A Hong Kong court has extended bail to pro-democracy media tycoon Jimmy Lai, who is facing trial for alleged fraud and foreign collusion under the Beijing-imposed national security law.
The pro-democracy Apple Daily owner was transferred to the High Court on Wednesday for his bail hearing handled by Justice Alex Lee, who is one of the judges designated by Chief Executive Carrie Lam for managing national security cases.
According to local media, Lai had to pay a cash bail of HK$10 million and surrender his travel documents. He was banned from leaving Hong Kong and meeting foreign officials, as well as accepting media interviews and posting on social media.
Lai must also remain at his residence except when attending court hearings and reporting to the police, which he was required to do three times a week.
The 73-year-old had been in custody for over three weeks after he was first denied bail in a fraud case, with the magistrate stating that he was a flight risk. Lai was accused of violating land-lease terms along with two senior executives of Next Digital – Wong Wai-keung and Royston Chow.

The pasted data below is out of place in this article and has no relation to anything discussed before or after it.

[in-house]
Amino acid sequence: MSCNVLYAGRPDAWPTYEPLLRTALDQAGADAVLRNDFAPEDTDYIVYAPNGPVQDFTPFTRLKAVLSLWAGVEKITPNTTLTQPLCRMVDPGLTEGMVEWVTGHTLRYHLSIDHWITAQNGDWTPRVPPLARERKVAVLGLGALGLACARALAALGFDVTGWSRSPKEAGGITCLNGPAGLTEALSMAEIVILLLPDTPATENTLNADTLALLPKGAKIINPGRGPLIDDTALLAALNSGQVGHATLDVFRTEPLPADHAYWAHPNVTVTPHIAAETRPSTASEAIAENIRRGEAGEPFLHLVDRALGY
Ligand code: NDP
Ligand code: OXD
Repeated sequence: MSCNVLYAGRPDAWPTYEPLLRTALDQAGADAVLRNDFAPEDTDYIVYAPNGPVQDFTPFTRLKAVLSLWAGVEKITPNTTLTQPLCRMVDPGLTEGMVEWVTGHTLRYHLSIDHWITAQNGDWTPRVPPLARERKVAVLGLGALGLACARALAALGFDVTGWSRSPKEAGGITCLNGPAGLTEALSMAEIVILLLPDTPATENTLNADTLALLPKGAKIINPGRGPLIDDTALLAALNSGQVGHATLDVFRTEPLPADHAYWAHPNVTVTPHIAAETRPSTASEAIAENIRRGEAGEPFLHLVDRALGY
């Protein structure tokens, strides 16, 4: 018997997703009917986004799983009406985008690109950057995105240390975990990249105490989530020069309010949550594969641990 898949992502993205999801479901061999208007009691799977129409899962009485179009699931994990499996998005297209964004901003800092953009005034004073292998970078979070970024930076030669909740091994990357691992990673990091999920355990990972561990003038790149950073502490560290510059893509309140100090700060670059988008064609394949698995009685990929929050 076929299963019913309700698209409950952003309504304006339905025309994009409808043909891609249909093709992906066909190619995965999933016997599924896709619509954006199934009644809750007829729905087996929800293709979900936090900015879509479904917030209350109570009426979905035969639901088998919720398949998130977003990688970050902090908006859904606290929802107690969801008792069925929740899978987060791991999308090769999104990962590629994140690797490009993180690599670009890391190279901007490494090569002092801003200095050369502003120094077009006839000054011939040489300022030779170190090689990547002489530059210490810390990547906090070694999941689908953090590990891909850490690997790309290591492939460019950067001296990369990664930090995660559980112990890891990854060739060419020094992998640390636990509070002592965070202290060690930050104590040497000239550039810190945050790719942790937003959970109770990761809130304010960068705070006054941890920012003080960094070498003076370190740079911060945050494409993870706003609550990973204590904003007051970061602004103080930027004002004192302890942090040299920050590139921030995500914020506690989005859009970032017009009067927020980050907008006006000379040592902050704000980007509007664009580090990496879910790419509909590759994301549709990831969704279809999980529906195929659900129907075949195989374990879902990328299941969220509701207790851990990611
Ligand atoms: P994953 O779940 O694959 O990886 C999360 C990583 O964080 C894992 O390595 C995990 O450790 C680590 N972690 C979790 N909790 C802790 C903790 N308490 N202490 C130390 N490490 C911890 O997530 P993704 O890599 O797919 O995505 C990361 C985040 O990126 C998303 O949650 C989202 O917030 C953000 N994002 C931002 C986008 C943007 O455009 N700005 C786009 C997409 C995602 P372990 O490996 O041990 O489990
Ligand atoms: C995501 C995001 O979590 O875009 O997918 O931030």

The pro-democracy figure then faced additional charges under the national security law on December 11. The sweeping legislation – described as “draconian” by its critics – bans secession, subversion, colluding with foreign forces and terrorist acts.
Sources told local media that the prosecution pointed to Lai’s activity on Twitter, media interviews and his articles published in Apple Daily as evidence to show that he made multiple efforts to invite overseas governments to impose sanctions on Hong Kong and China.
His next court appearance is scheduled for April 16 next year.
The prosecution of Lai, a British citizen, prompted the UK Prime Minister Boris Johnson to express “deep concerns,” while the US Secretary of State Mike Pompeo called for Lai’s charges to be dropped and an immediate release of the media mogul.
The city’s Department of Justice responded by saying it was “appalled” by such calls, adding the prosecutorial decisions in Hong Kong were independent and evidence-based.